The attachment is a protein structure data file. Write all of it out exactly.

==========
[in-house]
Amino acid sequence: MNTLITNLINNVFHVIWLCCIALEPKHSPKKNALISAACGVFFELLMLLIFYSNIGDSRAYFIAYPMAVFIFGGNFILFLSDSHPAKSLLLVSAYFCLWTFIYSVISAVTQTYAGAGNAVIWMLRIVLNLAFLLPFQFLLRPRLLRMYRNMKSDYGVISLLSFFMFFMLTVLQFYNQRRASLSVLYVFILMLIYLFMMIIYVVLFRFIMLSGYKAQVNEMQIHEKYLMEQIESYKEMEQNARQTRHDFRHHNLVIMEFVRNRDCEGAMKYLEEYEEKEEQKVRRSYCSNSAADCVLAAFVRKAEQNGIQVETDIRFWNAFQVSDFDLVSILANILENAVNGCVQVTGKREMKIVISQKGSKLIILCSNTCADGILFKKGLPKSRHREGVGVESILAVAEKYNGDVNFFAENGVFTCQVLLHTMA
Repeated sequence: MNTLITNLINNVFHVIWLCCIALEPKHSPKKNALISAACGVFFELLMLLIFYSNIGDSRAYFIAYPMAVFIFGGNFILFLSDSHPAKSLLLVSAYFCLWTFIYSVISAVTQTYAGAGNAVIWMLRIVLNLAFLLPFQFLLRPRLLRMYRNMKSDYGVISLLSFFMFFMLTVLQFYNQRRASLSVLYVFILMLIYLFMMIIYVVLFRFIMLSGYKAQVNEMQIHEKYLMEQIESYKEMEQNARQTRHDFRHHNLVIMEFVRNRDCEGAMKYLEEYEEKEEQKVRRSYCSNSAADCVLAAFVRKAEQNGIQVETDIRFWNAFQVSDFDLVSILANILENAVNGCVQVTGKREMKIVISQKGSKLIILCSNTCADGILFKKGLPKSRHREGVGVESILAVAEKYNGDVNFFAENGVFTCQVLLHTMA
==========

[in-house]
Amino acid sequence: MNTLITNLINNVFHVIWLCCIALEPKHSPKKNALISAACGVFFELLMLLIFYSNIGDSRAYFIAYPMAVFIFGGNFILFLSDSHPAKSLLLVSAYFCLWTFIYSVISAVTQTYAGAGNAVIWMLRIVLNLAFLLPFQFLLRPRLLRMYRNMKSDYGVISLLSFFMFFMLTVLQFYNQRRASLSVLYVFILMLIYLFMMIIYVVLFRFIMLSGYKAQVNEMQIHEKYLMEQIESYKEMEQNARQTRHDFRHHNLVIMEFVRNRDCEGAMKYLEEYEEKEEQKVRRSYCSNSAADCVLAAFVRKAEQNGIQVETDIRFWNAFQVSDFDLVSILANILENAVNGCVQVTGKREMKIVISQKGSKLIILCSNTCADGILFKKGLPKSRHREGVGVESILAVAEKYNGDVNFFAENGVFTCQVLLHTMA
Repeated sequence: MNTLITNLINNVFHVIWLCCIALEPKHSPKKNALISAACGVFFELLMLLIFYSNIGDSRAYFIAYPMAVFIFGGNFILFLSDSHPAKSLLLVSAYFCLWTFIYSVISAVTQTYAGAGNAVIWMLRIVLNLAFLLPFQFLLRPRLLRMYRNMKSDYGVISLLSFFMFFMLTVLQFYNQRRASLSVLYVFILMLIYLFMMIIYVVLFRFIMLSGYKAQVNEMQIHEKYLMEQIESYKEMEQNARQTRHDFRHHNLVIMEFVRNRDCEGAMKYLEEYEEKEEQKVRRSYCSNSAADCVLAAFVRKAEQNGIQVETDIRFWNAFQVSDFDLVSILANILENAVNGCVQVTGKREMKIVISQKGSKLIILCSNTCADGILFKKGLPKSRHREGVGVESILAVAEKYNGDVNFFAENGVFTCQVLLHTMA